Story Book: The Elektra Albums (1972-1978)
Cherry Red Records
This one is for the fans. Reissue and box set specialists Cherry Red Records have blessed the world with an expansive six-disc collection of the music of Harry Chapin. The American singer-songwriter pushed the limits of the folk tradition’s ‘story song’ from his first album release in 1972, until his untimely death in 1981. Musically complete and lyrically rich, Chapin’s songs were often about average, everyday people. While he did not garner a lot of critical praise in his lifetime, Chapin developed a very loyal fan base.
Centring on the music from Chapin’s Elektra Records era, this collection is something special. As “the first serious, multidisc reappraisal of Chapin’s work”, Story Book contains re-mastered versions of the nine albums that the artist recorded for Elektra. It is beautifully presented with album art, photos and promotional materials from the period, as well as contextual notes by Charles Donovan.
It is an interesting exercise, reviewing a box set of reissued music. What are we reviewing? The artist made his statement years ago. This music was great back in the day, and it remains so (however stylistically dated) in 2022. This retrospective is presented in an attractive package and the re-mastered recordings are excellent. The real achievement here is in the compilation and release of all of this material together – as a collection for fans, an archive for students of traditional song craft, and a gift for children of the ’70s.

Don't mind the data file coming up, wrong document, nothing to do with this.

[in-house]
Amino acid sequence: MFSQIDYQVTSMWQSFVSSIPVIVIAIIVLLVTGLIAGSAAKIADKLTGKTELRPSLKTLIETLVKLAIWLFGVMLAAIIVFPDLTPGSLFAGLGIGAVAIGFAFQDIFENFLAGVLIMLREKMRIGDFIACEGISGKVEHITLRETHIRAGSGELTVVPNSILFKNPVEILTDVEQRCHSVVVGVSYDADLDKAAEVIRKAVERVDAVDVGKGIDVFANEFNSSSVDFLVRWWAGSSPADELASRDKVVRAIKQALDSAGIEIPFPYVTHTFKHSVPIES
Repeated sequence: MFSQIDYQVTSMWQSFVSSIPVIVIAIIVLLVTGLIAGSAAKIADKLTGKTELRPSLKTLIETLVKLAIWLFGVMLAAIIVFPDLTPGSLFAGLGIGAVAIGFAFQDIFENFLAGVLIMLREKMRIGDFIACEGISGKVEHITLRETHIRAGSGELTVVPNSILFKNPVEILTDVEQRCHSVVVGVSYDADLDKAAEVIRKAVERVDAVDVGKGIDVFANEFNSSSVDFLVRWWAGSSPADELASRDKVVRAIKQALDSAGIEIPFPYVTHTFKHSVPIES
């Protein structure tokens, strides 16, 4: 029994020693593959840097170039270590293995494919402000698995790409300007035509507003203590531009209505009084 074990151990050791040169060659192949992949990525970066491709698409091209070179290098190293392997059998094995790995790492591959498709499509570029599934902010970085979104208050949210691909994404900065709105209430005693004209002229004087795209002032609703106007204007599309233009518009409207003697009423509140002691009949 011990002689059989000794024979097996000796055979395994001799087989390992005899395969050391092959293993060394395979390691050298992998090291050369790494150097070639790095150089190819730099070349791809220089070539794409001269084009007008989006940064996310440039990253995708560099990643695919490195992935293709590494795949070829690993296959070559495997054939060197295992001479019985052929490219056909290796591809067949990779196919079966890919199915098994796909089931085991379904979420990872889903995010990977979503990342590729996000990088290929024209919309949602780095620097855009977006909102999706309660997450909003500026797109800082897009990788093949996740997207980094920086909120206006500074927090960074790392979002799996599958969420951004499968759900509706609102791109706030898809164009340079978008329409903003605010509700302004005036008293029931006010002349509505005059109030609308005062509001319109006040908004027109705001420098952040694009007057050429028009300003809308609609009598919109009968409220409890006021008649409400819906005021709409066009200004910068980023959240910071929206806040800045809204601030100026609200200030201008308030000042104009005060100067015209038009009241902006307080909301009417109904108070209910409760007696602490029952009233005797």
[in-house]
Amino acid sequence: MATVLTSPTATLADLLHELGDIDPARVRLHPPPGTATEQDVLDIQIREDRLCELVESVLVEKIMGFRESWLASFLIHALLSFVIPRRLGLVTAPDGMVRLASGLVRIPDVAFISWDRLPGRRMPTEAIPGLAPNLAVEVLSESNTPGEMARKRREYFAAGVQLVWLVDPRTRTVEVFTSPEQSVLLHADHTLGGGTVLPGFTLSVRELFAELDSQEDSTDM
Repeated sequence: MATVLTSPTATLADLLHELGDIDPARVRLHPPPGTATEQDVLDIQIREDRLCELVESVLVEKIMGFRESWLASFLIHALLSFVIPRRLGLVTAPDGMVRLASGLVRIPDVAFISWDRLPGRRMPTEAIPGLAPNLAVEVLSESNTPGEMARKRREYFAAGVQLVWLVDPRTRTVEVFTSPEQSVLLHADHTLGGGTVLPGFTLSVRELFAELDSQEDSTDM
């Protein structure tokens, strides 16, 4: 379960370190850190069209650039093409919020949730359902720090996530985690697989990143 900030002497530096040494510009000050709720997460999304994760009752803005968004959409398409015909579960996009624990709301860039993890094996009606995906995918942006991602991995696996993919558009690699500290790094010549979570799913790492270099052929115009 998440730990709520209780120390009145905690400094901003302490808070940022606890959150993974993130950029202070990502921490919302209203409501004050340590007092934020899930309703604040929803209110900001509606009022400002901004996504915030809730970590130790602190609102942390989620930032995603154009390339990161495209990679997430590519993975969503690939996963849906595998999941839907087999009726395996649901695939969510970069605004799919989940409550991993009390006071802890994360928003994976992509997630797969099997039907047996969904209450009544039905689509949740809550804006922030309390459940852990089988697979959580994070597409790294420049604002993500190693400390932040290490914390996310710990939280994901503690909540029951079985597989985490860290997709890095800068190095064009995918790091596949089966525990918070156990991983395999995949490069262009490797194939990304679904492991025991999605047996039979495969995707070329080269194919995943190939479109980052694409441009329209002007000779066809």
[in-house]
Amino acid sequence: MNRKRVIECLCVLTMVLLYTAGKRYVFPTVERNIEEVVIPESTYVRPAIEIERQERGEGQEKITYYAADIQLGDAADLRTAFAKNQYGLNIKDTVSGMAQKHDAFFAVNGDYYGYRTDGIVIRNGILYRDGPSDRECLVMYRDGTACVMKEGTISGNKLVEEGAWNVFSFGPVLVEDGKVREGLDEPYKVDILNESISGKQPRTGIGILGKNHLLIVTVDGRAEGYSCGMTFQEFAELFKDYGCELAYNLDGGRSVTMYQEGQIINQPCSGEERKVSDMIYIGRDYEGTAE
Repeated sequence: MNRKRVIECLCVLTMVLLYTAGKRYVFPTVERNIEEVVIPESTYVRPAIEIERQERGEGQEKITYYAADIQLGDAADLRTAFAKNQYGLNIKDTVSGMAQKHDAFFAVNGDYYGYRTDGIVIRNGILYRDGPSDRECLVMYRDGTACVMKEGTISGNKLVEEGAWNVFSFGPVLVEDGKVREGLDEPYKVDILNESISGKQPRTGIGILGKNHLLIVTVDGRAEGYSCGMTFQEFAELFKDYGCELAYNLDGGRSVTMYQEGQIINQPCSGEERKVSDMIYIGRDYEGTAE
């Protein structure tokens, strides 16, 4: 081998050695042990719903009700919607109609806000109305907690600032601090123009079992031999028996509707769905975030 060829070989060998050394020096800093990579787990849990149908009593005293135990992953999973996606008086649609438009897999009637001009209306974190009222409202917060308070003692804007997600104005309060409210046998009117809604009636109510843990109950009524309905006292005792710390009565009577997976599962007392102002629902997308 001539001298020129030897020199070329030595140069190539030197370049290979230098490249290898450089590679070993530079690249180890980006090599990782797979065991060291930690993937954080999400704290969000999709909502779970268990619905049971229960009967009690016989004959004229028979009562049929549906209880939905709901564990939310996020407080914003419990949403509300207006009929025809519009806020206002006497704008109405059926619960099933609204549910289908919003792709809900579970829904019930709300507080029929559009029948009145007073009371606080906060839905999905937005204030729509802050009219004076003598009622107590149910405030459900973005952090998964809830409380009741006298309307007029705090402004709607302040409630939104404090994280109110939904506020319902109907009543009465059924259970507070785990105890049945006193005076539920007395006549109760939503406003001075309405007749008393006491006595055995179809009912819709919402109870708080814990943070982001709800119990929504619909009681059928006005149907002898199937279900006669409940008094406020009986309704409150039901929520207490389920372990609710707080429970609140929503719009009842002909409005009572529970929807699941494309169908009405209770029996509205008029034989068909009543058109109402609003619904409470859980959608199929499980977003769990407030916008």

It is wonderful to hear Chapin’s voice again, performing familiar favourites such as “Taxi”, “W.O.L.D.”, and “Cat’s In The Cradle”, as well as deep album cuts, and selections from later, less popular releases. Also fascinating is being able to witness the arc of Chapin’s development as a writer and performer. Subtle production changes can be heard from album to album. Influences and sonic trends of the era came and went, and this is reflected in the recordings, which progress from pared-down folk guitar, to sweet piano and cello, urban grit, and sophisticated pop.
Chapin toured tirelessly with his band throughout the 1970s and toward the end of his life, became an anti-hunger lobbyist and activist, in addition to his work in music. Since he passed in 1981, in a tragic motor crash at age 38, we can only speculate on what his future might have been. Thankfully, we have this collection to enjoy, ponder, and to give comfort, reminding us of simpler times.
SPILL ALBUM REVIEW: HARRY CHAPIN – STORY BOOK: THE ELEKTRA ALBUMS (1972-1978)